New UNM-LA CEO Seeks More Recruitment, Visibility

New UNM-LA CEO Wynn Goering speaks at Los Alamos Kiwanis Club. Courtesy photo
 
By CHARMIAN SCHALLER
Kiwanis Club of Los Alamos

Wynn Goering, new chief executive officer for the University of New Mexico-Los Alamos, told Kiwanis recently that he sees recruitment and recognition as vital opportunities for the branch—but he also recognizes the challenges that hinder success.

As a business, he said, UNM-LA must recognize that recruitment should emphasize the normal “college age” group. In Los Alamos County, however, the population has been stable at 18,000 for many years, and, as time passes, the percentage of Los Alamos people in older age groups is growing while the percentage of people in the younger categories becomes smaller. In effect, UNM-LA’s market is shrinking every year.

In addition, he said, the branch college is located in a “company town” dominated by Los Alamos National Laboratory (LANL), which, he said, “is built to keep people out.” The lab is unpopular with some of the people in surrounding communities, he said, although LANL is working to attract more people from neighboring towns.

The branch also has a problem with visibility. It recently lost a mil levy election, he said, in which, “Some voters didn’t know we existed.”

Goering, an English professor with extensive experience at other UNM branches (notably at UNM-Taos, where he was executive director), brought Kiwanis a pile of handouts filled with facts and figures showcasing UNM-LA’s accomplishments, and he spent time in his talk emphasizing some of those points. He noted, for example, that:

  • UNM-LA had 1,502 students during the academic year 2013-14.
  • It had just short of 200 employees and pumped $5.7 million into the annual local economy (including $3.8 million in benefits).
  • It offered a wide variety of opportunities for students, ranging from dual-credit courses with Los Alamos High School to training for highly technical jobs at LANL. It offered (among many other things) adult basic education (up to GEDs), associate degrees, certification programs, bachelor’s and master’s degree programs (which could be finished at the main campus in Albuquerque), a Children’s College, firefighter training, emergency medical training, and a cybersecurity program.
  • Seventy-eight percent of UNM-LA’s faculty members had masters or doctoral degrees. (He commented, “If ever there was a place where you could build a university out of spare parts, it’s Los Alamos.”)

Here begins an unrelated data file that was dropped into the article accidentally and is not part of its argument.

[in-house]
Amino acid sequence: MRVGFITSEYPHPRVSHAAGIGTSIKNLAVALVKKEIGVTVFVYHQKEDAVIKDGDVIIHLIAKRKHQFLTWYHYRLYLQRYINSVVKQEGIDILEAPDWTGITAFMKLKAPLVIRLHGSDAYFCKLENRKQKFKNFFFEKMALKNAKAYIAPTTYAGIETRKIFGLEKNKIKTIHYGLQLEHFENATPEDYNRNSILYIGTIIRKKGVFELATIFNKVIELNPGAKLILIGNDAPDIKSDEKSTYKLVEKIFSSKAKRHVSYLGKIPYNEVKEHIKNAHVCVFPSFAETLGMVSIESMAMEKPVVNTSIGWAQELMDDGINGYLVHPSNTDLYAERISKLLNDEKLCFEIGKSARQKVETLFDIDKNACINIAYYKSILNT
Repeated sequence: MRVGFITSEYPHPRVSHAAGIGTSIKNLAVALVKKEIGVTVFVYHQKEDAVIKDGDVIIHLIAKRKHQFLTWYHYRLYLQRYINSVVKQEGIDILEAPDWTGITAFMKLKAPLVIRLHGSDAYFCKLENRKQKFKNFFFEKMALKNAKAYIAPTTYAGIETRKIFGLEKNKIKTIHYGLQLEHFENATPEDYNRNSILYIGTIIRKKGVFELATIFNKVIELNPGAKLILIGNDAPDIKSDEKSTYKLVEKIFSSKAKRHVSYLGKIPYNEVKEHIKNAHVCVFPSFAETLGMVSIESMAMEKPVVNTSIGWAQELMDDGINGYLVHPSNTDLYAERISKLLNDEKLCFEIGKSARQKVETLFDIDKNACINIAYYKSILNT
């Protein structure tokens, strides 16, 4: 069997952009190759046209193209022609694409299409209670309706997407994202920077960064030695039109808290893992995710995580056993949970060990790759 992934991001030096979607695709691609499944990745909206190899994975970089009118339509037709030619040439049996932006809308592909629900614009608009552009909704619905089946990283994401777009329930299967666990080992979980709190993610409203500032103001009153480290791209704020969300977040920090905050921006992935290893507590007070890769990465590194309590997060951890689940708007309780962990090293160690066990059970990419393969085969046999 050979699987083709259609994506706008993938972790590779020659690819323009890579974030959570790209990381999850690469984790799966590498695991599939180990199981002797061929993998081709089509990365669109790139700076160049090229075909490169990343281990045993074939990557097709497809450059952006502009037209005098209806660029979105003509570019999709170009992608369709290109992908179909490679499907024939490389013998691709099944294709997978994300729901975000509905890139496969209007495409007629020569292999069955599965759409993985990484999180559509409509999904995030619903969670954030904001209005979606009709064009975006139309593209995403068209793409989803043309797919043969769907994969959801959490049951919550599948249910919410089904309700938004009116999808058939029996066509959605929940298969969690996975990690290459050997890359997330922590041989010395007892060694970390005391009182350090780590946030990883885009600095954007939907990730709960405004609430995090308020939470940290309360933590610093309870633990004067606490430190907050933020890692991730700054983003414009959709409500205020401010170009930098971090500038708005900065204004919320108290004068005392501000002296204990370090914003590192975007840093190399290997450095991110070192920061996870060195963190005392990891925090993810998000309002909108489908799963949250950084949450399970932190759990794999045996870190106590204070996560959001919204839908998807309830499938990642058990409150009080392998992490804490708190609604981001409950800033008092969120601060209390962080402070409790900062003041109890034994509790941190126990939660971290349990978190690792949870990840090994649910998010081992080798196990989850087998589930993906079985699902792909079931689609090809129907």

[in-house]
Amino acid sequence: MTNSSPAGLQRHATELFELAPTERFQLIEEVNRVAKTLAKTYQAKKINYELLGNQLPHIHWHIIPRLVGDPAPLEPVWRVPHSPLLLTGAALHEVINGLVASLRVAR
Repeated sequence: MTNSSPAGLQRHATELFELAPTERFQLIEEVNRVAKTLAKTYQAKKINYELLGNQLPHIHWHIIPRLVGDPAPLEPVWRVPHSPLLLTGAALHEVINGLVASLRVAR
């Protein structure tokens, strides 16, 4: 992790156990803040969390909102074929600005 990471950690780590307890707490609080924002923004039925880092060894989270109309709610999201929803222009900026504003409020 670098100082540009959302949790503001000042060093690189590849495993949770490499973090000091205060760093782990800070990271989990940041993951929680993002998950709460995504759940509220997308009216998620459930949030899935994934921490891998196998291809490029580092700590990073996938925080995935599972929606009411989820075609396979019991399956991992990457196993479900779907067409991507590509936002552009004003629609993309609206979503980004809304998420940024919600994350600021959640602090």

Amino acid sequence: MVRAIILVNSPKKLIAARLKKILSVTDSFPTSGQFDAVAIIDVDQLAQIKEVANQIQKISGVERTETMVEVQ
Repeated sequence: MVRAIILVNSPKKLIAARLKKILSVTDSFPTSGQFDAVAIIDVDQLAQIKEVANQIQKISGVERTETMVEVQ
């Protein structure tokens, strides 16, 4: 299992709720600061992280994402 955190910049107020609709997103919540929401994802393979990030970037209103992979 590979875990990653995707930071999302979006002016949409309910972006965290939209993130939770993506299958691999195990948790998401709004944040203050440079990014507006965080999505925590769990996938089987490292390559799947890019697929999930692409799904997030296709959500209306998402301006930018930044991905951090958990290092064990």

• The student-faculty ratio was nine-to-one (compared to 24-to-one at the main campus), and the typical class size was 13 students.
  • Sixty-two percent of UNM-LA students completed their chosen programs (or transferred to the main campus to complete the educational path that they had started here).
  • And the branch had an 81 percent job placement rate.

Rick Reiss (a member of the County Council as well as Kiwanis) asked, “How do you perceive relations between the (UNM) regents and UNM-LA?” Goering said, “They don’t know we exist unless something goes wrong.” Part of the “recognition” goal is to have more recognition by the regents, he said. He added, however, “They’re proud of the branches. They want them to do well.”

Linda Daly (a Kiwanis member who heads the Los Alamos YMCA) noted that, “Nursing and medical technology seem to have gone to Northern (New Mexico Community College.” She asked if UNM-LA would be expanding into those areas. Goering said accreditation requirements would make it difficult. However, he said, it might be possible, “If we can find a way to partner with Los Alamos Medical Center.” He noted that, “Everybody has a shortage of (nursing) instructors,” and he indicated that it would be good to find ways to “share resources.”

Goering also was asked how he is managing the fact that he lives in Albuquerque and works two days a week in Los Alamos. He said, “Every leadership model has its strengths and weaknesses.” He noted that he was working on the main campus but had worked at branches before he applied for this job. For the good of the Los Alamos branch, he said, he must be effective on the main campus.

He spoke highly of the good work that Lisa Wismer does for him in Los Alamos. “Let’s try this for a while and see if it works,” he said.

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